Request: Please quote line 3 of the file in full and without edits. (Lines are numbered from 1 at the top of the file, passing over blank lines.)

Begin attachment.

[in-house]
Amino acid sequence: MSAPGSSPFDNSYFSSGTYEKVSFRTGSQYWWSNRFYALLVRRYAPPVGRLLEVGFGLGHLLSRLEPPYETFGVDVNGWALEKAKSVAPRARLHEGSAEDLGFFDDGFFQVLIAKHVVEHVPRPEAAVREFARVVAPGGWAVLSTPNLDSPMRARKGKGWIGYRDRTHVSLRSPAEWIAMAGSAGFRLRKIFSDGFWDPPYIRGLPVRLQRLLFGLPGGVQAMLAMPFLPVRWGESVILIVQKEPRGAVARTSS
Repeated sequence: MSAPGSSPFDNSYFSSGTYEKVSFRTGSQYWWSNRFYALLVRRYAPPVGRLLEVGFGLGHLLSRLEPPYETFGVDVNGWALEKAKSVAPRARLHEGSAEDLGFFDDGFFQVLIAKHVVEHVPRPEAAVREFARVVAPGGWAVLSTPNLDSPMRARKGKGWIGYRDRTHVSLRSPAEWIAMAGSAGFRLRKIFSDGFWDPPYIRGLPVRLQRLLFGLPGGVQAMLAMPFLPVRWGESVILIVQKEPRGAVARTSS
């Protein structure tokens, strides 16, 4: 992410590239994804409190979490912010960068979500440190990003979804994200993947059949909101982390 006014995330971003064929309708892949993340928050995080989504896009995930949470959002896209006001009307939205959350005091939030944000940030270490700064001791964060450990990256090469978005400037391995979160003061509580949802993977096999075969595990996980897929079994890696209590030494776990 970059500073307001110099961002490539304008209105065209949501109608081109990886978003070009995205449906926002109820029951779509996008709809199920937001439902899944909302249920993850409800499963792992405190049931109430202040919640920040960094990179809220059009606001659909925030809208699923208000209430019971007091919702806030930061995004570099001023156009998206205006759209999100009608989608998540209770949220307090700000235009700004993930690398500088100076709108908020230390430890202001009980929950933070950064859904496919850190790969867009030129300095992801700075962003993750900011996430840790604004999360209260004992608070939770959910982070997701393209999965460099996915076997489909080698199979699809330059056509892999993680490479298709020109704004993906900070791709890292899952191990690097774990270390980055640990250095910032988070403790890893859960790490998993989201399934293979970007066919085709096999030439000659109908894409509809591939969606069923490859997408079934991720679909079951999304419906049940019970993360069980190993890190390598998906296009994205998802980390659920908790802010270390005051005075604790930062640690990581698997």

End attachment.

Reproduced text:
Repeated sequence: MSAPGSSPFDNSYFSSGTYEKVSFRTGSQYWWSNRFYALLVRRYAPPVGRLLEVGFGLGHLLSRLEPPYETFGVDVNGWALEKAKSVAPRARLHEGSAEDLGFFDDGFFQVLIAKHVVEHVPRPEAAVREFARVVAPGGWAVLSTPNLDSPMRARKGKGWIGYRDRTHVSLRSPAEWIAMAGSAGFRLRKIFSDGFWDPPYIRGLPVRLQRLLFGLPGGVQAMLAMPFLPVRWGESVILIVQKEPRGAVARTSS